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Posts Tagged: "Internet of Things"

Tips for Litigating Multiple Simultaneous Patent Infringement Investigations at the ITC

Global concern regarding climate change is forcing all industries to evaluate energy consumption and seek out ways to do more using less energy. For example, LED lighting fixtures achieve significant energy savings compared with older lighting methods. At the same time, technological advances now make it possible to communicate with and control electronic devices from anywhere at any time. Often referred to as the Internet of Things, or IoT, consumers now have the ability to control virtually any device in the home using a computer or smartphone, including lighting, appliances, and climate systems. Among the numerous benefits provided by IoT, enhanced control can reduce unnecessary use, thus conserving energy. As IoT and LED use becomes more widespread, intellectual property protecting these technologies has become increasingly valuable. This has led to a dramatic increase in litigation asserting such IP in district courts across the country as well as another popular forum for IP litigation, the U.S. International Trade Commission (ITC).

Standard Essential Patents and Legal Risks Across Industries

The next industrial revolution will not only impact the smartphone and computer world but will spread to many more industrial verticals. Automotive, manufacturing, energy, health care, and MedTech are among the industries most likely to be impacted by connectivity, as they have high-value equipment that is constantly networked and needs to handle massive amounts of data. Standards such as 5G or Wi-Fi 6 (802.11ax) will connect industrial machinery and robots allowing for remote control, monitoring, and repair, as well as industrial automation. From smart grids to drone control, energy and utility, companies will rely on standards to handle massive data. Connectivity standards will be used by hospitals and medical equipment manufacturers to provide data to a variety of tablets and fixed machines, as well as to enable remote surgery. Enhanced monitoring and automation are likely to assist industries as diverse as agriculture and finance. Online shops will increasingly turn to virtual reality experiences. 5G based tracking will emerge in the logistic sector. Edge computing and low latency of 5G and the improved compression of the versatile video coding (VVC) standard will be used in the gaming business, as well as in general augmented and virtual reality applications. As transportation operators rely on connectivity standards to connect smart city infrastructure, media companies will boost mobile streaming speeds and quality. Over the next few years, when advanced cellular, wireless and video standards replace existing protocols, these developments will occur swiftly.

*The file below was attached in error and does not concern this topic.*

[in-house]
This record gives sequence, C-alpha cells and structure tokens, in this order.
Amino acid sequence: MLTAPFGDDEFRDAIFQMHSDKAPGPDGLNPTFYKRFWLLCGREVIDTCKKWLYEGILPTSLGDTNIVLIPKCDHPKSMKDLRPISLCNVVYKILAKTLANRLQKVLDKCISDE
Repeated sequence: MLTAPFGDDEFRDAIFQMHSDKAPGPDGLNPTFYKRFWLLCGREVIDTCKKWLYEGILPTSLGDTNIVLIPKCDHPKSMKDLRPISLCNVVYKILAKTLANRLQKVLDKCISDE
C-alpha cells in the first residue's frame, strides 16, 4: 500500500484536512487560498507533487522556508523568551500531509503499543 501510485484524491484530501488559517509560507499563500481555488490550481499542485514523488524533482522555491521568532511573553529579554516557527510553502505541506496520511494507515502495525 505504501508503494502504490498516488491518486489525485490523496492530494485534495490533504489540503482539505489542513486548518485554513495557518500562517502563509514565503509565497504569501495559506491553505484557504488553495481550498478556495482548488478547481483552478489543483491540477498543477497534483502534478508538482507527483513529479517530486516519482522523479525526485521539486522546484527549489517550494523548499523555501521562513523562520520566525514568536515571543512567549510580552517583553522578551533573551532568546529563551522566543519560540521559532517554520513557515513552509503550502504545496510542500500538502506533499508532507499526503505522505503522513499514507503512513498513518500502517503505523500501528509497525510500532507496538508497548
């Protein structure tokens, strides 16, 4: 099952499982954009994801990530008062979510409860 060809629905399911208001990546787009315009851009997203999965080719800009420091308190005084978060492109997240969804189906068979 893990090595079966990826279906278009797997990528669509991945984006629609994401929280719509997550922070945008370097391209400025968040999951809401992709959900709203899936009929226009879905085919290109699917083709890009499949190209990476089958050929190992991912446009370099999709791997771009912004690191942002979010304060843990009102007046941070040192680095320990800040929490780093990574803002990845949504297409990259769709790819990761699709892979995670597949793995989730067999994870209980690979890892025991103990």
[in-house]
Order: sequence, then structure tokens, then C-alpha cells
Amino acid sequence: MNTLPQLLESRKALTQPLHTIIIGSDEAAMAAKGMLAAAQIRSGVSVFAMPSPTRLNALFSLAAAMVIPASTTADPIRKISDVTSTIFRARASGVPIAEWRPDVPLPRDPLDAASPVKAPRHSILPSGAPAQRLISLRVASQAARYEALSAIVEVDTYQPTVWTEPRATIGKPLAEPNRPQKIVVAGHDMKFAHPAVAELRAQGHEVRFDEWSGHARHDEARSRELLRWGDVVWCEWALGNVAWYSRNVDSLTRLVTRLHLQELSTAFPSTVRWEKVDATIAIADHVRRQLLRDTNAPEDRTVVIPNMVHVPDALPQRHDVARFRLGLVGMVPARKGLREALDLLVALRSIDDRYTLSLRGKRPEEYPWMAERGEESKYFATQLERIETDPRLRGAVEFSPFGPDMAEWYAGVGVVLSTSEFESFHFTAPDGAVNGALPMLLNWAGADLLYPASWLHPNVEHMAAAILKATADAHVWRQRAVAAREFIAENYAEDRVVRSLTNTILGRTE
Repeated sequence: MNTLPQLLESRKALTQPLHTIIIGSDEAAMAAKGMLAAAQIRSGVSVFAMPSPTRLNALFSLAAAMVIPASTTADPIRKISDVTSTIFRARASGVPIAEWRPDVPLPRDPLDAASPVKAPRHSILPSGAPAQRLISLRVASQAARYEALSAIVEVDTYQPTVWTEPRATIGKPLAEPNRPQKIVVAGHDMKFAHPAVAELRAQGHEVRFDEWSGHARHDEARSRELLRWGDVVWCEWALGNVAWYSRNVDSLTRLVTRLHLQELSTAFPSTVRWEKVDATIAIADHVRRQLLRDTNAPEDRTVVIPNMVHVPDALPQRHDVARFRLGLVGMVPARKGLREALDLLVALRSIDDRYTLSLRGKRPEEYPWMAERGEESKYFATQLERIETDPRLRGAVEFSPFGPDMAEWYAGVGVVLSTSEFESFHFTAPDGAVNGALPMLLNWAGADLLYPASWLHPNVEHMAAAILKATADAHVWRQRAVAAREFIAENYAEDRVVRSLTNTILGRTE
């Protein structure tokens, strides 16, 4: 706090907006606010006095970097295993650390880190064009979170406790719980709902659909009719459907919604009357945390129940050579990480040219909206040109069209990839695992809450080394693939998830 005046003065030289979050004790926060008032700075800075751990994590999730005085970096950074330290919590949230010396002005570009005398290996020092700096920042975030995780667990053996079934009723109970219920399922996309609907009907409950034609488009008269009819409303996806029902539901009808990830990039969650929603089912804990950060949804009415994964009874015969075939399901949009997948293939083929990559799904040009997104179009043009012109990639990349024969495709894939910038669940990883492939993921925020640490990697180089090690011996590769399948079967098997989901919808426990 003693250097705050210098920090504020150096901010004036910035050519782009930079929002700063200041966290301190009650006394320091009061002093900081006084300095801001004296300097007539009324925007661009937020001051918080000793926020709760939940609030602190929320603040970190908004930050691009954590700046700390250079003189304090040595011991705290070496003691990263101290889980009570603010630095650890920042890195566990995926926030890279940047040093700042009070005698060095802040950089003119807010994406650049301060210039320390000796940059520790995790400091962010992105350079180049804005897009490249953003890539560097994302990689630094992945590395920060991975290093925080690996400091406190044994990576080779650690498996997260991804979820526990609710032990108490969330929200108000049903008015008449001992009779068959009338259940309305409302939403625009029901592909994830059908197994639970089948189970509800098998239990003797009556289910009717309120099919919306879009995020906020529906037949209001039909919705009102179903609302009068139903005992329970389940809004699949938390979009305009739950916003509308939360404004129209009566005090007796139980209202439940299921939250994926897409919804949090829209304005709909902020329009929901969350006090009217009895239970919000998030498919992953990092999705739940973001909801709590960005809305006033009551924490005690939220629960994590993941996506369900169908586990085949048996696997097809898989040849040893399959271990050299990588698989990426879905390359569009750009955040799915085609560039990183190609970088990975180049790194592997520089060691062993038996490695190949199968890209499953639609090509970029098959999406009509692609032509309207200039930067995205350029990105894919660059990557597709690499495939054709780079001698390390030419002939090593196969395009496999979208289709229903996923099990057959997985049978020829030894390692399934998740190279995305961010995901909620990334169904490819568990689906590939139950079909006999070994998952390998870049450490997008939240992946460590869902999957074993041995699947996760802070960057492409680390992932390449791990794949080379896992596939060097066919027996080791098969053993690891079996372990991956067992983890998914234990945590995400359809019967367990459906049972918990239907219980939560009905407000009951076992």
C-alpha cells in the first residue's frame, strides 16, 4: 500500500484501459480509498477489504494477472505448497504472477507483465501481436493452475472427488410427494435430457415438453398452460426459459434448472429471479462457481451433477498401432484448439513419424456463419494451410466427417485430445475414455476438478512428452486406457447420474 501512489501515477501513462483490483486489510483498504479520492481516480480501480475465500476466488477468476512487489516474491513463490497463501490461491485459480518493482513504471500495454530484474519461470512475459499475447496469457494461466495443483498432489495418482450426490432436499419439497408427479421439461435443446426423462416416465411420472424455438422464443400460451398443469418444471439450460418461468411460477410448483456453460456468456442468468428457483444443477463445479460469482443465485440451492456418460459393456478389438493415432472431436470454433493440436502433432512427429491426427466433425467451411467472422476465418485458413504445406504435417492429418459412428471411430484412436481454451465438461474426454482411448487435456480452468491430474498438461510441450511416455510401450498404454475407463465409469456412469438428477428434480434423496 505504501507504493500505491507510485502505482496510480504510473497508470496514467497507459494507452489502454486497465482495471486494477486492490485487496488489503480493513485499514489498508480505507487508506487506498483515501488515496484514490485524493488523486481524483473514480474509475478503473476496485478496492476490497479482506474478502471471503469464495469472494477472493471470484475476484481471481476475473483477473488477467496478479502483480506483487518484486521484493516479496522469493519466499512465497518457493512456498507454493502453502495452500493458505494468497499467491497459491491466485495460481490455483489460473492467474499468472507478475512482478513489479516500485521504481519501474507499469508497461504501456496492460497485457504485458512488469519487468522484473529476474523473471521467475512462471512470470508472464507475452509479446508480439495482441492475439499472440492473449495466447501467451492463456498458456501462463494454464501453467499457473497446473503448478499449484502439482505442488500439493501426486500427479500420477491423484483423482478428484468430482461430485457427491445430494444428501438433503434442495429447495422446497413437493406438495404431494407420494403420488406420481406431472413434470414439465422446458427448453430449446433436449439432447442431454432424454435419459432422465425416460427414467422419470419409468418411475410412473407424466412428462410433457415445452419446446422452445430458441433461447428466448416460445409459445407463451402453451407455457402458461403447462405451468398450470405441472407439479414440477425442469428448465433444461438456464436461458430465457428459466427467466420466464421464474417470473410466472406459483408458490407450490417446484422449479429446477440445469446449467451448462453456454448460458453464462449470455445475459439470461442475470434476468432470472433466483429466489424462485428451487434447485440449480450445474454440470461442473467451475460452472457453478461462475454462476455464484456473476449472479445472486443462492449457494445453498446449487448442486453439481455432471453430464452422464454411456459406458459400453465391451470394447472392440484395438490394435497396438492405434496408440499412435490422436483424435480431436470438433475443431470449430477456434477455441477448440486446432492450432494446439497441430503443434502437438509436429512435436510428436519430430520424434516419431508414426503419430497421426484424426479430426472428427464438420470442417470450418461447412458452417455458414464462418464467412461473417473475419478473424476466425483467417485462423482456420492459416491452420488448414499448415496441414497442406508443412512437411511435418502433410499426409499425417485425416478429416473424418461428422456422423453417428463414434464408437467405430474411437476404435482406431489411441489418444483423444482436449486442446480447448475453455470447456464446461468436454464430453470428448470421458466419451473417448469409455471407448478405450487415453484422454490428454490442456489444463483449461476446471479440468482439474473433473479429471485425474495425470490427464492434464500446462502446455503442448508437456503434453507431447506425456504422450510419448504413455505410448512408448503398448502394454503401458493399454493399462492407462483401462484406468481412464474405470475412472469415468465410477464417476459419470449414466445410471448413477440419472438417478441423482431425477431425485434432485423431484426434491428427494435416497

Computing on the Edge of a Pandemic: Rethinking Legal and Compliance Functions in a Rapidly Evolving Network Technology Architecture

On the heels of a global pandemic where safety requires that we socially distance and work from anywhere, demand is exploding for innovation to adapt to this new way of living. Our new environment will require more and more computing power to migrate to the edge of the network. Computing power housed in data centers and cloud environments is moving closer to end-users and devices in edge computing centers. Eventually, fueled by ubiquitous 5G+ connectivity bandwidths, one can foresee the migration of computing power to the very edge of your interconnected devices. Technology is racing forward to meet the challenges and exploit new opportunities. Ethical questions will need to be answered to regulate through the evolving network technology architecture. Corporate legal functions will need to adapt and partner with product managers to ensure compliance.

Patent Trends Study Part Two: IoT Industry